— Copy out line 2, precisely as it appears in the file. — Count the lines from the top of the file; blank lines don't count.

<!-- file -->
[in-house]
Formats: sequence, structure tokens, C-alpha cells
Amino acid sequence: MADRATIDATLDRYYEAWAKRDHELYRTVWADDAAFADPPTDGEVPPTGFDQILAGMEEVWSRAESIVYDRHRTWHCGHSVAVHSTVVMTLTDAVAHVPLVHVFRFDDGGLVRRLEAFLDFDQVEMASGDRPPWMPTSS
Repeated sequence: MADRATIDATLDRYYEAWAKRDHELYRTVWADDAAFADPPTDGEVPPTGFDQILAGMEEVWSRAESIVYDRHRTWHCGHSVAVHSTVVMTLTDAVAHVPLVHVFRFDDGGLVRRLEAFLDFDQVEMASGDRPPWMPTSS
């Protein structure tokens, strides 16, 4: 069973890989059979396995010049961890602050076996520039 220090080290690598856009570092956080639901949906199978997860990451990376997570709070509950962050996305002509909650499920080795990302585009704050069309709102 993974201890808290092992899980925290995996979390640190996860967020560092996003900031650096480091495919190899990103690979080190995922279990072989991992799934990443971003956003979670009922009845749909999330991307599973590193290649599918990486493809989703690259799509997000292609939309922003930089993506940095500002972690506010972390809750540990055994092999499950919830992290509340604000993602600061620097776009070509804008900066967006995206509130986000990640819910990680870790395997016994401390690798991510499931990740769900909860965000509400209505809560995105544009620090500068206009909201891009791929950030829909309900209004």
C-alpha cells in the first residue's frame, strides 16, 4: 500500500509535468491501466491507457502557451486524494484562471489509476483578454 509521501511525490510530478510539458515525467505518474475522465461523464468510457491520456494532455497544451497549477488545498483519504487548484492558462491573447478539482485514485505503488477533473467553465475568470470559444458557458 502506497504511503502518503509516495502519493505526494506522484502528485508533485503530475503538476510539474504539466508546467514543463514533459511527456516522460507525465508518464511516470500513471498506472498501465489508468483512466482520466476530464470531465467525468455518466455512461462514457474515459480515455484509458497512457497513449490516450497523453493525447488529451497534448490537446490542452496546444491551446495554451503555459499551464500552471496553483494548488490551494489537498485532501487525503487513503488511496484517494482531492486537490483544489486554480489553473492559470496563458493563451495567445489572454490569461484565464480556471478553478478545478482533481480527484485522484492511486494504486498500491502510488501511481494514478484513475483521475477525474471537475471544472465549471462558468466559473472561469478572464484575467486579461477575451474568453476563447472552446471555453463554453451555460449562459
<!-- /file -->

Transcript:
Formats: sequence, structure tokens, C-alpha cells